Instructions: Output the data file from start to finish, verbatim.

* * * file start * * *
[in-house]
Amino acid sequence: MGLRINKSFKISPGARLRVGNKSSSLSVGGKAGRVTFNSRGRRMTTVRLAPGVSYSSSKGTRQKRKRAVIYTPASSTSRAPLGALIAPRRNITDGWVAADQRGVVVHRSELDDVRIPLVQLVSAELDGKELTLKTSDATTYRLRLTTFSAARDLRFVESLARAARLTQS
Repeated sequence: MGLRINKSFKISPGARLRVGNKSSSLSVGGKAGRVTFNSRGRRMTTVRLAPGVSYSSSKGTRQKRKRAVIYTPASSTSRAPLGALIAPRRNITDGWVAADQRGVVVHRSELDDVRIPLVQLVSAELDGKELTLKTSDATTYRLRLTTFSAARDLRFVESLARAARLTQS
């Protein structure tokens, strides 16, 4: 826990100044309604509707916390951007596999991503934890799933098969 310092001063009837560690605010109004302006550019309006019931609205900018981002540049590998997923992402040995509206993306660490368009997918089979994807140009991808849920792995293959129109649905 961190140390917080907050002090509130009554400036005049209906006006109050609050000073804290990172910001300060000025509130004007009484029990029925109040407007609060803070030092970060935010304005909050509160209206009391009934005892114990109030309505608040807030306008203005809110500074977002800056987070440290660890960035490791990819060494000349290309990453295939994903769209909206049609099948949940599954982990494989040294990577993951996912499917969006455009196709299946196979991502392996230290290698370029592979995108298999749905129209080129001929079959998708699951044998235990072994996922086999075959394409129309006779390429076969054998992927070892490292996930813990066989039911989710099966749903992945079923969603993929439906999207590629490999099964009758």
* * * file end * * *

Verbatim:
[in-house]
Amino acid sequence: MGLRINKSFKISPGARLRVGNKSSSLSVGGKAGRVTFNSRGRRMTTVRLAPGVSYSSSKGTRQKRKRAVIYTPASSTSRAPLGALIAPRRNITDGWVAADQRGVVVHRSELDDVRIPLVQLVSAELDGKELTLKTSDATTYRLRLTTFSAARDLRFVESLARAARLTQS
Repeated sequence: MGLRINKSFKISPGARLRVGNKSSSLSVGGKAGRVTFNSRGRRMTTVRLAPGVSYSSSKGTRQKRKRAVIYTPASSTSRAPLGALIAPRRNITDGWVAADQRGVVVHRSELDDVRIPLVQLVSAELDGKELTLKTSDATTYRLRLTTFSAARDLRFVESLARAARLTQS
């Protein structure tokens, strides 16, 4: 826990100044309604509707916390951007596999991503934890799933098969 310092001063009837560690605010109004302006550019309006019931609205900018981002540049590998997923992402040995509206993306660490368009997918089979994807140009991808849920792995293959129109649905 961190140390917080907050002090509130009554400036005049209906006006109050609050000073804290990172910001300060000025509130004007009484029990029925109040407007609060803070030092970060935010304005909050509160209206009391009934005892114990109030309505608040807030306008203005809110500074977002800056987070440290660890960035490791990819060494000349290309990453295939994903769209909206049609099948949940599954982990494989040294990577993951996912499917969006455009196709299946196979991502392996230290290698370029592979995108298999749905129209080129001929079959998708699951044998235990072994996922086999075959394409129309006779390429076969054998992927070892490292996930813990066989039911989710099966749903992945079923969603993929439906999207590629490999099964009758």